Bruce Wessels wants to increase the data transmission connection on your computer. The Northwestern University professor of material science and engineering patented a device and material for integrated optic circuits. He says his thin-film electro-optical modulator provides a faster way to transmit information. Wessels uses a metal-organic molecular beam epitaxy apparatus for the thin-film deposition. In addition to the modulators, Wessels and associate professor Seng-Tiong Ho developed wave guides and optical amplifiers using ferroelectric material. They point out that bulk crystals used in optical circuits now have limits and their thin film is superior because it enables high-speed operations with low voltage for less expense. The researchers demonstrated that their thin-film modulators work at frequencies up to 20 gigahertz. SVT Associates is working with Wessels to develop and commercialize the technology. For more information, go to www.northwestern.edu.
The engineers and inventors of the post WWII period turned their attention to advancements in electronics, communication, and entertainment. Breakthrough inventions range from LEGOs and computer gaming to the integrated circuit and Ethernet -- a range of advancements that have little in common except they changed our lives.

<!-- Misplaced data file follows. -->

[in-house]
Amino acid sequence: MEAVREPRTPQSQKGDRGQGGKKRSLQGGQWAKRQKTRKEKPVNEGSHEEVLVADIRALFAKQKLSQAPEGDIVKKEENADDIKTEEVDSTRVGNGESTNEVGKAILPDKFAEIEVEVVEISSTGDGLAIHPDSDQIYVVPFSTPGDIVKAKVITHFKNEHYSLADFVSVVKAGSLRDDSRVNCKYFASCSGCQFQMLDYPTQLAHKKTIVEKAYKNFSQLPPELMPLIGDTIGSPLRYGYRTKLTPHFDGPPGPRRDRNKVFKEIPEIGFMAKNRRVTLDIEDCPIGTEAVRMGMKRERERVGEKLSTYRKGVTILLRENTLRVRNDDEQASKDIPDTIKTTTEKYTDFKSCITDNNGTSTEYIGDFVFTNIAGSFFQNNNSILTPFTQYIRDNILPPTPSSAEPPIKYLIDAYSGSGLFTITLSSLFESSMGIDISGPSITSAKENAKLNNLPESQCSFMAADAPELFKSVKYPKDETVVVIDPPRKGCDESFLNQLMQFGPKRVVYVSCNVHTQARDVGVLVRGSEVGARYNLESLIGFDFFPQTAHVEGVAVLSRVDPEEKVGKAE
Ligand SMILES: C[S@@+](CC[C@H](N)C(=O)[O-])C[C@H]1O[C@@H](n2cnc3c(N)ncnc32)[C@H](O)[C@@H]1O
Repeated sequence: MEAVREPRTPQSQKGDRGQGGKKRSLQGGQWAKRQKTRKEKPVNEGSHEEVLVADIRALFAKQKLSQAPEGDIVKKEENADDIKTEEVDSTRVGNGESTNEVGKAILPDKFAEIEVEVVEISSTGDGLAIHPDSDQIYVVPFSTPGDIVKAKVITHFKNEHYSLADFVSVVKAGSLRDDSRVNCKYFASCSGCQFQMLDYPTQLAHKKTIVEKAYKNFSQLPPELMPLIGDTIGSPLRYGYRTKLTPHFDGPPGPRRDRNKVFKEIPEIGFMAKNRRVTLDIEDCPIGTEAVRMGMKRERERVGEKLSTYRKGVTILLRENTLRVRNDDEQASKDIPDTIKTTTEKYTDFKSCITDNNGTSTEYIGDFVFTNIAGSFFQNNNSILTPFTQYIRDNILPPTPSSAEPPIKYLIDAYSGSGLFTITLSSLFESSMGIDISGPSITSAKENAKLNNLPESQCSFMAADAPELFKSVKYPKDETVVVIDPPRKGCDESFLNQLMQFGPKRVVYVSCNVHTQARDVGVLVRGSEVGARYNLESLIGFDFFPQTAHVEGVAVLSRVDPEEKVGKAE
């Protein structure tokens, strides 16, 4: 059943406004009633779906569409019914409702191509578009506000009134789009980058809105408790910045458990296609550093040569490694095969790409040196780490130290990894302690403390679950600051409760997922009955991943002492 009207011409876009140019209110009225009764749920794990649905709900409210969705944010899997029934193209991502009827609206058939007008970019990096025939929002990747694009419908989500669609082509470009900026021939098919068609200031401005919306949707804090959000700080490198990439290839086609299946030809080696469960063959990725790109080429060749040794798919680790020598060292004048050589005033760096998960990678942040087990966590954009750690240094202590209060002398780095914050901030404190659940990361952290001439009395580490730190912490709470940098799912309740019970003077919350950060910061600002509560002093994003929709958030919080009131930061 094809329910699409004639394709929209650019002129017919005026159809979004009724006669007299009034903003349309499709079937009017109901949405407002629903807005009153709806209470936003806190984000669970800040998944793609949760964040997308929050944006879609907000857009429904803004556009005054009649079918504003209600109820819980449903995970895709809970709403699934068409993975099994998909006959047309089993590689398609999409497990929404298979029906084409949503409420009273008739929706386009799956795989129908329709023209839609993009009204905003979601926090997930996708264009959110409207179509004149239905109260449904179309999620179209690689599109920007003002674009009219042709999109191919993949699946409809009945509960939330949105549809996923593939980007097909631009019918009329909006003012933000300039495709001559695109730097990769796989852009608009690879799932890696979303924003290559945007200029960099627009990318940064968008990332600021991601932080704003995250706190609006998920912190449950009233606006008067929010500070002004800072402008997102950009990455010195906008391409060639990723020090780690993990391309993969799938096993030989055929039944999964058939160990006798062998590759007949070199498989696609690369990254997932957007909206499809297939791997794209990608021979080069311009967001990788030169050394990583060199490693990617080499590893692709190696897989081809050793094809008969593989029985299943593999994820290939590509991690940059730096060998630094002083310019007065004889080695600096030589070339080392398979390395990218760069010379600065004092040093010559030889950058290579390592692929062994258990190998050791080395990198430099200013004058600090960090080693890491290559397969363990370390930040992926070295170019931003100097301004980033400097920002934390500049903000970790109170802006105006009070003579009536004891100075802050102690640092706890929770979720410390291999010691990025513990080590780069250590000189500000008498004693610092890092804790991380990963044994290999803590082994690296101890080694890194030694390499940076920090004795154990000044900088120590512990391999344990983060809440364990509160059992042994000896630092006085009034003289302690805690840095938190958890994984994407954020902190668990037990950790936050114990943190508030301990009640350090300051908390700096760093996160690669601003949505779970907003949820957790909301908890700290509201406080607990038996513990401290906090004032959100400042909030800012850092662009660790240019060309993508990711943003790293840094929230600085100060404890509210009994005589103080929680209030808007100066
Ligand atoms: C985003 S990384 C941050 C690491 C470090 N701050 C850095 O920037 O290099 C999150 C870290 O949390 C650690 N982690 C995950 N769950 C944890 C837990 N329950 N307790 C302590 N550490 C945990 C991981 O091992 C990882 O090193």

The age of touch could soon come to an end. From smartphones and smartwatches, to home devices, to in-car infotainment systems, touch is no longer the primary user interface. Technology market leaders are driving a migration from touch to voice as a user interface.
Soft starter technology has become a way to mitigate startup stressors by moderating a motor’s voltage supply during the machine start-up phase, slowly ramping it up and effectively adjusting the machine’s load behavior to protect mechanical components.
A new report from the National Institute of Standards and Technology (NIST) makes a start on developing control schemes, process measurements, and modeling and simulation methods for powder bed fusion additive manufacturing.
If you’re developing a product with lots of sensors and no access to the power grid, then you’ll want to take note of a Design News Continuing Education Center class, “Designing Low Power Systems Using Battery and Energy Harvesting Energy Sources."
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